The imaginary line on the surface of the Earth, running between the north and south poles, that demarcates one calendar day from the next. It passes through the middle of the Pacific Ocean, roughly along the 180° longitude, opposite the Prime Meridian, but it is drawn with diversions to pass around some territories and island groups.
So a traveler crossing the IDL eastbound subtracts one day, or 24 hours, so that the the calendar date to the west of the line is repeated. Crossing the IDL westbound results in 24 hours being added, advancing the calendar date by one day. The line is necessary in order to have a fixed, albeit arbitrary, boundary on the globe where the calendar date advances in the westbound direction.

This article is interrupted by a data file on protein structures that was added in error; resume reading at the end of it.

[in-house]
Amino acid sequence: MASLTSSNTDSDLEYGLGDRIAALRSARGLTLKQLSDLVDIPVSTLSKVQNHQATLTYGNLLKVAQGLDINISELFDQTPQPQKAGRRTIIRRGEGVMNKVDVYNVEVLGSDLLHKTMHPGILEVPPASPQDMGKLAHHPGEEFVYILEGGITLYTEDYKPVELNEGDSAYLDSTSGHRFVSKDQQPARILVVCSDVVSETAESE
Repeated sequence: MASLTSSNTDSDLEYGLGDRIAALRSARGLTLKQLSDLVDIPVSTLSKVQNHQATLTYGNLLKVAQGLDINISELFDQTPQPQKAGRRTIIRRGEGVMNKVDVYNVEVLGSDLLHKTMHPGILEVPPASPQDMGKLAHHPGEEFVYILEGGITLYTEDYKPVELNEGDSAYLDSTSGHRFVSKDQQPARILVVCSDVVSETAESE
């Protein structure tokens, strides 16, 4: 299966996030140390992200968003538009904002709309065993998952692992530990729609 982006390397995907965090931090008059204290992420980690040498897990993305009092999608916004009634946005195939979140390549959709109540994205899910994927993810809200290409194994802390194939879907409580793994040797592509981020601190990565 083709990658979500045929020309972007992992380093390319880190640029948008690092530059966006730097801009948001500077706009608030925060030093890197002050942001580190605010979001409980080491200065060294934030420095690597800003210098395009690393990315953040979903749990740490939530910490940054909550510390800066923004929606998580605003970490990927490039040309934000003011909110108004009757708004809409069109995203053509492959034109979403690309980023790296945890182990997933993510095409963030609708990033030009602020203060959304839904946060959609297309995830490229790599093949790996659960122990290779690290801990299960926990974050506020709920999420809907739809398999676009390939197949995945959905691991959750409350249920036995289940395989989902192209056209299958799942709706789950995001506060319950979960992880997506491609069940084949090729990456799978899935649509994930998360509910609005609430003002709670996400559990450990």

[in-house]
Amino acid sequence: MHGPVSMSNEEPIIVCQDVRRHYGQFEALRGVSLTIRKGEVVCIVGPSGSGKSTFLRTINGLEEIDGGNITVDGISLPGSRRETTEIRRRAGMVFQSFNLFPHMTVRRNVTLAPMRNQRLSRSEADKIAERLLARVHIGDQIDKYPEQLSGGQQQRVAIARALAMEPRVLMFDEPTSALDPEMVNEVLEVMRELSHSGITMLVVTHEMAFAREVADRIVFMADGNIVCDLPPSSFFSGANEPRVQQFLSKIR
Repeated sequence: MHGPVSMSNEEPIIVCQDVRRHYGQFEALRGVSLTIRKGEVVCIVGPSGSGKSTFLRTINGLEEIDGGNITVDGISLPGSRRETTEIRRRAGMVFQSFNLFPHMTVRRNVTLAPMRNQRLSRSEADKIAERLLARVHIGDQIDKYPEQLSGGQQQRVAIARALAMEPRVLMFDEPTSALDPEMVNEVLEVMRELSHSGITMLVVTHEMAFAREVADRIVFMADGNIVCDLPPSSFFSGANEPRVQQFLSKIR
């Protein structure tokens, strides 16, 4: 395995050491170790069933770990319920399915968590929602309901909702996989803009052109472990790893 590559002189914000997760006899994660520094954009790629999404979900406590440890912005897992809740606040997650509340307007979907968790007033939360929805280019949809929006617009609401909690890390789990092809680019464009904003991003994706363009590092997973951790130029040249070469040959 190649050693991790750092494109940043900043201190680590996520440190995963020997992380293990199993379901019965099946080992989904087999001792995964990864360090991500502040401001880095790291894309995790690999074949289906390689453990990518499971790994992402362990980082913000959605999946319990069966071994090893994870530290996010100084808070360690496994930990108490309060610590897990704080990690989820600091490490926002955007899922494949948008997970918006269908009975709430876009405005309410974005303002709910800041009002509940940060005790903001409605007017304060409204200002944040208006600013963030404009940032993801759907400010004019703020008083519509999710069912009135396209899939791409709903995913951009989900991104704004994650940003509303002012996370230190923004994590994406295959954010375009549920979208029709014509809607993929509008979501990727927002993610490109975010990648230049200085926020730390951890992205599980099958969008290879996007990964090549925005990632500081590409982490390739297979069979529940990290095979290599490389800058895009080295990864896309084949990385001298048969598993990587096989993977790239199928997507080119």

That's what you think is it?
No. You are wrong. Today I have learned that the International Date Line is:
"... a snare of Satan brought in by his own agents to confuse minds."
And who beleives this?
Why it's our old friend, Ellen G. Wright, one of the founders of Seventh Day Adventism.
I'd say you can't make this crap up, but she did.